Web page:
There are four common types of social wasps found in North America, the paper wasp, yellowjackets and bald-faced hornets. Each of these species lives in colonies similar to ants and termites, where there is a queen, workers and males.
Each social wasp colony only lasts about one year, and a new colony is built from scratch each spring. Colonies are not made in the same place each year; a new location is sought year after year. During the first freeze, all wasps in the colony will die except the queen, which remains to start the colony again after the weather warms back up.
Types of Social Wasps
Social wasps have a thorax and abdomen that are brightly marked with a yellow, red or brown background. Their bodies are short with a narrow attachment between the thorax and the abdomen, which is shaped like a spindle and tipped with a long stinger. They also have short antennae, large compound eyes and four wings that are clear or smoky brown in color.
Paper Wasps are marked with yellow, brown or red patterns on black and measure 5/8 to 3/4 of an inch in length. They build umbrella-shaped nests that can often be found hanging on porches, inside light fixtures and on the overhangs of buildings. A paper wasp colony generally starts with no more than 25 wasps, but as the season progresses, that number can increase to more than 100.
Yellowjackets are similar in size and shape to honey bees, but rather than being fuzzy, this species is shiny with bright yellow and black markings and measure 3/8 to 5/8 of an inch in length. Their nests are built in the ground, in walls or attics, or inside abandoned logs. A single nest can include nearly 5,000 workers. Yellowjackets are often found flying around or near the opening of their nest or near trash or food with a strong scent or odor. Yellowjackets do not travel far from home, except when to forage for food. While they look aggressive, the species is generally not aggressive unless the nest is disturbed.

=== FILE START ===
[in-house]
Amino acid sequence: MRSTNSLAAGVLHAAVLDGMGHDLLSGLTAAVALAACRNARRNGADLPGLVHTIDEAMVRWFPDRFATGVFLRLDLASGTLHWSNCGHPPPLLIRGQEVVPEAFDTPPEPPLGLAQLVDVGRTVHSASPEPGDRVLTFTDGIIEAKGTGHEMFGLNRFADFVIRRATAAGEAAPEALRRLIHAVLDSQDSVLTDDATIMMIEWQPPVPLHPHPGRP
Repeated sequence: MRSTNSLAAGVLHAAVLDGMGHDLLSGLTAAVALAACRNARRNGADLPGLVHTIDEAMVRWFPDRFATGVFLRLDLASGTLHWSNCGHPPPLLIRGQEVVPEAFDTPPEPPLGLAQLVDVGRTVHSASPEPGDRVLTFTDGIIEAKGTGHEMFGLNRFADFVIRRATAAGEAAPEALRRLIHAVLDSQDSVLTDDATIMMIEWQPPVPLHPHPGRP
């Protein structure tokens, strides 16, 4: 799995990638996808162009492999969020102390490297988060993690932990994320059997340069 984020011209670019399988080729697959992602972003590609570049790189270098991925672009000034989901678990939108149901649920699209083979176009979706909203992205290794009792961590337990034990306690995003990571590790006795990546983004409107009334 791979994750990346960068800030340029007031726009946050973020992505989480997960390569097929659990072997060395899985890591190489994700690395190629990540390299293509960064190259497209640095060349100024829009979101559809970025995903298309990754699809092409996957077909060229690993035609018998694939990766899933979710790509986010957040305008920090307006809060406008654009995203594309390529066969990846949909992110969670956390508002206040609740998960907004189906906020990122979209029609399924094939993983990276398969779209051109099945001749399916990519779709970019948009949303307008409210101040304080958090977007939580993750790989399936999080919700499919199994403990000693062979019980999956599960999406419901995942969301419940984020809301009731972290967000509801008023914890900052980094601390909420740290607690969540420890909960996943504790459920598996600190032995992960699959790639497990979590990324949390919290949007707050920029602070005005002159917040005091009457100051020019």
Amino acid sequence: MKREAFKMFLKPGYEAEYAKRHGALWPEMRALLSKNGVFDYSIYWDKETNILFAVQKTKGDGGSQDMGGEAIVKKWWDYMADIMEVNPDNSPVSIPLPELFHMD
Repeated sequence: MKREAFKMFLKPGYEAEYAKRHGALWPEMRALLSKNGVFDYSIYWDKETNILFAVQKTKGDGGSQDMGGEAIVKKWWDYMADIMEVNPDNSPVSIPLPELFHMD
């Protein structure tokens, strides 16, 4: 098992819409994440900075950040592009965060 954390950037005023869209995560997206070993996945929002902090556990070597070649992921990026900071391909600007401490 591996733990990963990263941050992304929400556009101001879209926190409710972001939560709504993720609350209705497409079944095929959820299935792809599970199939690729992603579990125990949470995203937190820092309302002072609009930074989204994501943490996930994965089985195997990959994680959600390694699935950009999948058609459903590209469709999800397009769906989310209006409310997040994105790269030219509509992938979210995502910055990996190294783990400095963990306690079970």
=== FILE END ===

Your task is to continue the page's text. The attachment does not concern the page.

Bald-Faced Hornets are white and black and measure approximately 5/8 to 3/4-inches in length. Their nests can grow large and include many tiers covered with a firm outer shell and a single opening at the bottom. Colonies are generally located in wooded areas, attached to a tree branch, but they have also been known to make nests that hang off shrubs, siding, building eaves and even utility poles. Each nest houses less than 500 workers. Like other social wasps, the bald-faced hornet is typically non-aggressive, but can show signs of aggression when the nest is disturbed.
Damaged Caused by Social Wasps
While most of these species are non-aggressive, they will defend themselves and their nest if they feel threatened. Some individuals may be allergic to the sting from a social wasp, so it’s important to try and avoid being stung or seek medical attention immediately. Because of the location of their nests, underground or hanging in common areas, they can become a nuisance to humans. This happens often in parks, campgrounds, playgrounds and other similar-type areas. These species like foods high in sugar, which is why they can be found near trash cans, picnics, ballgames and other places people like to go and eat.
How to Control and Exterminate Social Wasps
A pest management company, such as United Pest & Turf should be consulted if your home or business seems to have a social wasp problem. United Pest & Turf has trained professionals who know exactly how to assess and treat social wasps. It is not recommended for homeowners to remove nests on their own because it will disturb the wasps and encourage them to be on the attack. Professionals have the proper gear and equipment to safely remove nests so the wasps will not be tempted to rebuild their nest in the same location again.